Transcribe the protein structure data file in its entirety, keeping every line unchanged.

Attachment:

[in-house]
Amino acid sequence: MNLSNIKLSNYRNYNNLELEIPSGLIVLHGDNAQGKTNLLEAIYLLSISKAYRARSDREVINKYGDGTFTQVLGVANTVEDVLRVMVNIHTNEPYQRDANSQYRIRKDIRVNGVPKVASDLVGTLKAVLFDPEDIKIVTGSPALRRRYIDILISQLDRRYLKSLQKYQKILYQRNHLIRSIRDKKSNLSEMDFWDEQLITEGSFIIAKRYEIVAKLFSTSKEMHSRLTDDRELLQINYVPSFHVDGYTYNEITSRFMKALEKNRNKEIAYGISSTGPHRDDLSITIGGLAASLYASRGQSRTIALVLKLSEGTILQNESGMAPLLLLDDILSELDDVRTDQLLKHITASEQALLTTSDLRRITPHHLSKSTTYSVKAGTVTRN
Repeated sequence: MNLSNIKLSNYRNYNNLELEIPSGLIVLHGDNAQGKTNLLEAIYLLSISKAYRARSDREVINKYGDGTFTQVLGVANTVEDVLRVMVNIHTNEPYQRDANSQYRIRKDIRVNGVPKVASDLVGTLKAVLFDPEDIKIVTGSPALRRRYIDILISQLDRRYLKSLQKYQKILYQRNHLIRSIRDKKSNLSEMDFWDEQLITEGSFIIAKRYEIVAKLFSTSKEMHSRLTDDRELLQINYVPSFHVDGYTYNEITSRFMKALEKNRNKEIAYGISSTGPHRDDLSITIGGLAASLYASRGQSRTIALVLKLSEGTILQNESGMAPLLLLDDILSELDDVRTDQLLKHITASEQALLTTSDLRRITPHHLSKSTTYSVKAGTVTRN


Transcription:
[in-house]
Amino acid sequence: MNLSNIKLSNYRNYNNLELEIPSGLIVLHGDNAQGKTNLLEAIYLLSISKAYRARSDREVINKYGDGTFTQVLGVANTVEDVLRVMVNIHTNEPYQRDANSQYRIRKDIRVNGVPKVASDLVGTLKAVLFDPEDIKIVTGSPALRRRYIDILISQLDRRYLKSLQKYQKILYQRNHLIRSIRDKKSNLSEMDFWDEQLITEGSFIIAKRYEIVAKLFSTSKEMHSRLTDDRELLQINYVPSFHVDGYTYNEITSRFMKALEKNRNKEIAYGISSTGPHRDDLSITIGGLAASLYASRGQSRTIALVLKLSEGTILQNESGMAPLLLLDDILSELDDVRTDQLLKHITASEQALLTTSDLRRITPHHLSKSTTYSVKAGTVTRN
Repeated sequence: MNLSNIKLSNYRNYNNLELEIPSGLIVLHGDNAQGKTNLLEAIYLLSISKAYRARSDREVINKYGDGTFTQVLGVANTVEDVLRVMVNIHTNEPYQRDANSQYRIRKDIRVNGVPKVASDLVGTLKAVLFDPEDIKIVTGSPALRRRYIDILISQLDRRYLKSLQKYQKILYQRNHLIRSIRDKKSNLSEMDFWDEQLITEGSFIIAKRYEIVAKLFSTSKEMHSRLTDDRELLQINYVPSFHVDGYTYNEITSRFMKALEKNRNKEIAYGISSTGPHRDDLSITIGGLAASLYASRGQSRTIALVLKLSEGTILQNESGMAPLLLLDDILSELDDVRTDQLLKHITASEQALLTTSDLRRITPHHLSKSTTYSVKAGTVTRN